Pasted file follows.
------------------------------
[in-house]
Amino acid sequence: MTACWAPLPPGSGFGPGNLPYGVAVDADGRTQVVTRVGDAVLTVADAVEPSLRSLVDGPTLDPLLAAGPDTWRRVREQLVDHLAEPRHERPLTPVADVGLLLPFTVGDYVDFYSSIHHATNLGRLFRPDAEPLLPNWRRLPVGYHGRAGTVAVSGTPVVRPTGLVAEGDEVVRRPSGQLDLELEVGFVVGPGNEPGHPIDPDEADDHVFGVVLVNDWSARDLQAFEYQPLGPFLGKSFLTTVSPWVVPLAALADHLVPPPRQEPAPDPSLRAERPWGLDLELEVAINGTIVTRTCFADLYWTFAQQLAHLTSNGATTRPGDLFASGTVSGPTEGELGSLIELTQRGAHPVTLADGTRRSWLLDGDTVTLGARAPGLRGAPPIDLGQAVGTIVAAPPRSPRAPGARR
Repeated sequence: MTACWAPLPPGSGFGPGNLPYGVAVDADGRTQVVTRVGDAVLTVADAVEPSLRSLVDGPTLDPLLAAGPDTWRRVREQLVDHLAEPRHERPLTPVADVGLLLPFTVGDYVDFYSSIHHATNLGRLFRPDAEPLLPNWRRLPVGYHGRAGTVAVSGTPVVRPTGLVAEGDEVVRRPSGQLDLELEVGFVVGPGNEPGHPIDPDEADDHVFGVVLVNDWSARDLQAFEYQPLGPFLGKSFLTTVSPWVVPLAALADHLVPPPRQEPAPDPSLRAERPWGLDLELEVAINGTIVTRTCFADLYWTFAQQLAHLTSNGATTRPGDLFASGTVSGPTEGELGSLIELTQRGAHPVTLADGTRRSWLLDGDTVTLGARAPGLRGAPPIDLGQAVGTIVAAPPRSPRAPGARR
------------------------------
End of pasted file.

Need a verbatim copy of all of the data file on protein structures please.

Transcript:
[in-house]
Amino acid sequence: MTACWAPLPPGSGFGPGNLPYGVAVDADGRTQVVTRVGDAVLTVADAVEPSLRSLVDGPTLDPLLAAGPDTWRRVREQLVDHLAEPRHERPLTPVADVGLLLPFTVGDYVDFYSSIHHATNLGRLFRPDAEPLLPNWRRLPVGYHGRAGTVAVSGTPVVRPTGLVAEGDEVVRRPSGQLDLELEVGFVVGPGNEPGHPIDPDEADDHVFGVVLVNDWSARDLQAFEYQPLGPFLGKSFLTTVSPWVVPLAALADHLVPPPRQEPAPDPSLRAERPWGLDLELEVAINGTIVTRTCFADLYWTFAQQLAHLTSNGATTRPGDLFASGTVSGPTEGELGSLIELTQRGAHPVTLADGTRRSWLLDGDTVTLGARAPGLRGAPPIDLGQAVGTIVAAPPRSPRAPGARR
Repeated sequence: MTACWAPLPPGSGFGPGNLPYGVAVDADGRTQVVTRVGDAVLTVADAVEPSLRSLVDGPTLDPLLAAGPDTWRRVREQLVDHLAEPRHERPLTPVADVGLLLPFTVGDYVDFYSSIHHATNLGRLFRPDAEPLLPNWRRLPVGYHGRAGTVAVSGTPVVRPTGLVAEGDEVVRRPSGQLDLELEVGFVVGPGNEPGHPIDPDEADDHVFGVVLVNDWSARDLQAFEYQPLGPFLGKSFLTTVSPWVVPLAALADHLVPPPRQEPAPDPSLRAERPWGLDLELEVAINGTIVTRTCFADLYWTFAQQLAHLTSNGATTRPGDLFASGTVSGPTEGELGSLIELTQRGAHPVTLADGTRRSWLLDGDTVTLGARAPGLRGAPPIDLGQAVGTIVAAPPRSPRAPGARR